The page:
LOUISVILLE, Ky. – Ken Ham, the creationist founder of the Ark Encounter in Northern Kentucky, is sparring with a national group over whether public schools are legally allowed to visit his religious attractions.
Earlier this month the Freedom From Religion Foundation, which promotes the separation of church and state, sent letters to more than 1,000 public school districts in Kentucky and four other states saying that field trips to Ham’s Ark Encounter and Creation Museum are unconstitutional.
The letters, sent Jan. 8, were prompted by Ham encouraging public schools to visit his theme park, which features a 510-foot-long model of Noah’s Ark.
“It is unacceptable to expose a captive audience of impressionable students to the overtly religious atmosphere of Ham’s Christian theme parks,” wrote Annie Laurie Gaylor and Dan Barker, co-presidents of the Wisconsin-based foundation.
Ham is the founder of Answers in Genesis, a Christian creationist ministry that runs the Ark Park in Williamstown and the Creation Museum in Petersburg. Creationists reject the teaching of evolution and believe the Earth was created in a few days about 6,000 years ago, based on the Bible’s teachings in Genesis.
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The Creation Museum and the Ark Encounter show dinosaurs and humans living alongside each other. According to the U.S. Geological Survey, dinosaurs went extinct nearly 65 million years before people appeared on Earth.
The same day the letters were sent, Ham fired back by offering free admission to any public schools that take students on official field trips to the Ark Encounter and Creation Museum.
“And if the FFRF dares threaten or bully a public school, we have access to expert constitutional law attorneys who will provide their services to the school, pro bono, even if that means going all the way to the US Supreme Court,” Ham wrote in a blog post.
A phone call to the Ark Encounter seeking comment was not immediately returned Friday night.
This isn’t the first time Ham and the Freedom From Religion Foundation have gone head-to-head.
The foundation was one of several groups outraged when the theme park won more than $18 million in state tax incentives when it was being built in 2014. State officials tried to take the tax break away after learning the park would only hire Christians, but park officials sued in federal court and won.
After its first year, the Kentucky government cut the Ark Encounter a rebate check for $1.8 million.
The foundation’s letter – sent to 1,273 public school districts in Kentucky, Indiana, Ohio, West Virginia and Illinois – said Ham “has been clear about the proselytizing nature” of the attractions.
In a June 2018 blog post, Ham wrote “the whole purpose of building these attractions was evangelistic. … We make no apology for the fact that AiG is an evangelistic, biblical-authority ministry.”
Andrew Seidel, the foundation’s director of strategic response, told the Courier Journal the group wants public schools “to understand that taking other people’s children to an amusement park that is dedicated to proselytizing for Christianity” violates the First Amendment.
“I don’t want to drag a public school district into court over this issue,” Seidel said. “We’re just trying to make sure they understand.”
Several legal experts told the Courier Journal that courts, citing the Constitution’s Establishment Clause in the First Amendment, have made clear that public schools cannot force religion on students.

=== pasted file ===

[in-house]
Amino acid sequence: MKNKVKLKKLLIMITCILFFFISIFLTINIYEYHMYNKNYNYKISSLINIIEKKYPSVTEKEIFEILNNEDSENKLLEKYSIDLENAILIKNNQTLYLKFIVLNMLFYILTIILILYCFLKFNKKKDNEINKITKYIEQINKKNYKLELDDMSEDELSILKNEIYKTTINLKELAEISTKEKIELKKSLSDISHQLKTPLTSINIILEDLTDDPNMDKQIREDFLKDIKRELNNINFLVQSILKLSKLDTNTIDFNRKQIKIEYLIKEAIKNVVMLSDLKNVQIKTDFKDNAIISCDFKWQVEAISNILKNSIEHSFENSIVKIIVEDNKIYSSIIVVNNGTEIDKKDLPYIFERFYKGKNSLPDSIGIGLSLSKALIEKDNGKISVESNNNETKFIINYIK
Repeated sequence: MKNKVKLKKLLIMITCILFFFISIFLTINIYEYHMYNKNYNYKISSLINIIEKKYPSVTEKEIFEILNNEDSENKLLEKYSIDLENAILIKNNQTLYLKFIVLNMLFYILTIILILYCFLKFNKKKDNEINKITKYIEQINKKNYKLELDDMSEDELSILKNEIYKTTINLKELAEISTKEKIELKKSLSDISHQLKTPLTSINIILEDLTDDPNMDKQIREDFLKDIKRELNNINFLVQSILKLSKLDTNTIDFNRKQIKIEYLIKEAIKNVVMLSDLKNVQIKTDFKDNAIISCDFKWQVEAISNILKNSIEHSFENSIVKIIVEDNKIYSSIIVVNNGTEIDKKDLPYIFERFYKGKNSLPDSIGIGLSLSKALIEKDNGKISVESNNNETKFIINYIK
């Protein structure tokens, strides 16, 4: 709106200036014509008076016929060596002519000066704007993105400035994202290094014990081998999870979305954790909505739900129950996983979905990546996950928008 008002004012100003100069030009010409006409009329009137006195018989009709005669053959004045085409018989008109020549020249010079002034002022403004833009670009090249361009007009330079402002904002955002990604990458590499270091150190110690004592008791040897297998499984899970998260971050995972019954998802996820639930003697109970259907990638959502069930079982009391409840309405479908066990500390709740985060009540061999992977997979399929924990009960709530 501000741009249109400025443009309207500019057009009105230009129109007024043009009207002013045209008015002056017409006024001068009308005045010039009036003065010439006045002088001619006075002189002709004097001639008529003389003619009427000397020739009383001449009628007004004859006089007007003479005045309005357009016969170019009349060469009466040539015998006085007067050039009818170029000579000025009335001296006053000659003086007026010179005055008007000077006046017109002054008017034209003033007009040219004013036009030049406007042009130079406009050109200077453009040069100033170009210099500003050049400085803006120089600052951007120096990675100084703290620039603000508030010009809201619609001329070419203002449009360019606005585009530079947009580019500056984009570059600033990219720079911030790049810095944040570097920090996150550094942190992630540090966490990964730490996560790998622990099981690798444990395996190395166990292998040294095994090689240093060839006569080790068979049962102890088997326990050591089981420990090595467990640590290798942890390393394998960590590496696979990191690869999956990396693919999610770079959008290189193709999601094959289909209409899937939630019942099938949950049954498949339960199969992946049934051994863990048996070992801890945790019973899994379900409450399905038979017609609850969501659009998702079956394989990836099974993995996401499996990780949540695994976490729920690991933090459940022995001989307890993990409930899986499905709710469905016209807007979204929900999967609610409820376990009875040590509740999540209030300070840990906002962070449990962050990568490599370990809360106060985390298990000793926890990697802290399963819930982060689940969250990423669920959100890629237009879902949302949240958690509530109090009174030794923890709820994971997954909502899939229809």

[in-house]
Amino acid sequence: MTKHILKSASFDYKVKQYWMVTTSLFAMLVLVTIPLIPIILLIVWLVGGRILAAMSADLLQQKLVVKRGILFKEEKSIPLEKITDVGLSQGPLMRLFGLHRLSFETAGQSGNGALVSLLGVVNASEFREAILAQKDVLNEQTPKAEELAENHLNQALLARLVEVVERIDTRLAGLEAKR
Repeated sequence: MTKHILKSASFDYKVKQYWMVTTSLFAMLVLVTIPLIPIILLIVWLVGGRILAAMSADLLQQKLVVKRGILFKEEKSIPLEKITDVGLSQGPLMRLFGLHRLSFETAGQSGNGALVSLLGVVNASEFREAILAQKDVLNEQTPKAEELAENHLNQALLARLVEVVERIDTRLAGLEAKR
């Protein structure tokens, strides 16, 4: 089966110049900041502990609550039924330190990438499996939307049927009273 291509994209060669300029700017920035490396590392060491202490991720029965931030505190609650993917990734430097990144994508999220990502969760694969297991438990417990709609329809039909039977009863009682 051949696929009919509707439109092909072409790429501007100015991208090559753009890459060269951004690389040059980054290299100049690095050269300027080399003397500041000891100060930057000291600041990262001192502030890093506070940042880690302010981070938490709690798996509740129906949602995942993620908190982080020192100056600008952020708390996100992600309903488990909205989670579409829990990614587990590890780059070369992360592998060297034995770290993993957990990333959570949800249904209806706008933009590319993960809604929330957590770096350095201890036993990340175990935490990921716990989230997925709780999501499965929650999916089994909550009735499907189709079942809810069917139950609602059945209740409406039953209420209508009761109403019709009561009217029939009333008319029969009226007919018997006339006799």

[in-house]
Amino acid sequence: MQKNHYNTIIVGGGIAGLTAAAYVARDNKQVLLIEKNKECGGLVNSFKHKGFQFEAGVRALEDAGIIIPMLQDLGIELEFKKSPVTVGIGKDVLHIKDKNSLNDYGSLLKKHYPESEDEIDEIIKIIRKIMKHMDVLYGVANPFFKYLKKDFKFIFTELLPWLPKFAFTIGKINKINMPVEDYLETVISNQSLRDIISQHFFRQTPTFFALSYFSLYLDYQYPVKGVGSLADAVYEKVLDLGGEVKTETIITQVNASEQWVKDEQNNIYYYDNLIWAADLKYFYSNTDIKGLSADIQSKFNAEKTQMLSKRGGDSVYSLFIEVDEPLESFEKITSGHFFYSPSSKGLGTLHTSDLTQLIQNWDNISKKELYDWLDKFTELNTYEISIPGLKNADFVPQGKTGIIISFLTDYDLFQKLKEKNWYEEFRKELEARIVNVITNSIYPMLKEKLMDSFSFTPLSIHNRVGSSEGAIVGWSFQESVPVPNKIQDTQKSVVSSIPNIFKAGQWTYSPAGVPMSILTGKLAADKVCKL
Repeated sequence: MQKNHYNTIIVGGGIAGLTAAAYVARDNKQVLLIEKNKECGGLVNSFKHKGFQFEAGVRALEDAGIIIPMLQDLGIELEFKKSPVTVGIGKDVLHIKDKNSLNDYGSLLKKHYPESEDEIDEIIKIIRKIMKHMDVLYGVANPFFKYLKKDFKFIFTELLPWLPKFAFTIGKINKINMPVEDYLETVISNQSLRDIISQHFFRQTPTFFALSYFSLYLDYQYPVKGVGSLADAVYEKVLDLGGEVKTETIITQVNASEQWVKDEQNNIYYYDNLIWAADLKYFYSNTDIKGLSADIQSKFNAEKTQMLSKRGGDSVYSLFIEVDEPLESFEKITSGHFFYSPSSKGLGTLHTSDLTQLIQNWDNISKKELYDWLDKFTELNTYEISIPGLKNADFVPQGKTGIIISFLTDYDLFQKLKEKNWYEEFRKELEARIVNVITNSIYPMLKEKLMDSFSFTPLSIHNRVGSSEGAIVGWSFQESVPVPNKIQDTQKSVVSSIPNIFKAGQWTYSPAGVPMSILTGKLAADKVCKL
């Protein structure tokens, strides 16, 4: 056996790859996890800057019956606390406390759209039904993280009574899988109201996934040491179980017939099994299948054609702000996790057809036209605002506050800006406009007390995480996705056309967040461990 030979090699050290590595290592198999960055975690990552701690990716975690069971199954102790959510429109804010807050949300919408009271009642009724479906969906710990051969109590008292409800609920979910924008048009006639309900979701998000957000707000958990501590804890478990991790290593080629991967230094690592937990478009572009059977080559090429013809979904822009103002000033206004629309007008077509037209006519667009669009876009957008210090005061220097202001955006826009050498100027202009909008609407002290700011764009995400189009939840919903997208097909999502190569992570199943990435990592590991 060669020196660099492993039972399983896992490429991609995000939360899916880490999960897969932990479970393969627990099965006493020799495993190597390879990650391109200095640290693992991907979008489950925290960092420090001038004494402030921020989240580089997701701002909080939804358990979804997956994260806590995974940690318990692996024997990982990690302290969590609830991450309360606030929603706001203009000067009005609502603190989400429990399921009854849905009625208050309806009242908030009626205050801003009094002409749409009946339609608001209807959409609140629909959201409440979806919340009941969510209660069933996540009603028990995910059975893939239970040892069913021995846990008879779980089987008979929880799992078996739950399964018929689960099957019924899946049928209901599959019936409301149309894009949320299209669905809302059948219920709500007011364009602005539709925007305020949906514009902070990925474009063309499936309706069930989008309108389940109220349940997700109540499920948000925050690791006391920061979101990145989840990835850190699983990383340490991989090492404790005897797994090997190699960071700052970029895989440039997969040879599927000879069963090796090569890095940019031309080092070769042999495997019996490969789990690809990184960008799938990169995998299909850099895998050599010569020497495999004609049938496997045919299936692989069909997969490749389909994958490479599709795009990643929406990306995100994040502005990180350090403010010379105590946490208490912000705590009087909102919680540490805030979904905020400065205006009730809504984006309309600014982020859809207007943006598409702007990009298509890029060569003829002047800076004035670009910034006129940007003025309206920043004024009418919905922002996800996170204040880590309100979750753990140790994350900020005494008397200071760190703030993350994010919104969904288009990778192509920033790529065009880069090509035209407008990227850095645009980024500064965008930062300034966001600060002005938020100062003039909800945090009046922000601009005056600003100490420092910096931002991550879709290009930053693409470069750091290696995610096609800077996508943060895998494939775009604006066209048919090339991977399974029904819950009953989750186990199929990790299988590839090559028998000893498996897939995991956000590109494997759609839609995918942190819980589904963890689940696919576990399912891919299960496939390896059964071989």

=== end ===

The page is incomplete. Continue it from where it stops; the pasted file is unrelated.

However, the purpose of field trips to religious-themed places like the Ark Encounter is also key, experts said.
University of Louisville law professor Russell L. Weaver said if a field trip to the Ark Encounter is taken as part of a class on religion, and no attempts are made to convert students, then it may pass legally.
“Context, purpose and motive are all essential in evaluating whether something like this is an inappropriate endorsement of religion or not,” added professor Steve Sanders, who teaches constitutional law at Indiana University.
Corey Shapiro, legal director of the American Civil Liberties Union of Kentucky, said courts have also made clear that “public schools may not teach creationism or intelligent design – theories which the Ark Encounter espouses.”
“A public school field trip to this establishment is an unconstitutional government promotion of religious beliefs, which have no place in our public schools, and improperly proselytizes to students,” Shapiro said in a statement.
Seidel, with the Freedom From Religion Foundation, said it does not matter if such field trips are deemed “voluntary” or allow students to opt out, as courts have routinely rejected such arguments.
Seidel said the nonprofit has received complaints from parents and community members in the past about trips to the Ark Park and has stopped several local parks and recreation departments from taking publicly funded trips to the theme park.
At least one superintendent in Kentucky isn’t fazed by either argument.
Rick Ross, superintendent of the Mason County School District, said while there have been no plans to visit the theme park, he’s not intimidated by the foundation. Ross said he took the foundation’s letter and put it in the trash.
“The idea of an agency outside of the state threatening us more or less, it just doesn’t sit well with me,” Ross said.
Ross said feedback from parents and the school district’s attorney “would be vital” in deciding on any field trip to the Ark Encounter or Creation Museum.
“The letter itself would not be enough to deter us, but we are a long way from approving any trip at all,” Ross said. “We would have to make sure that the purpose of the trip is to educate, not indoctrinate.”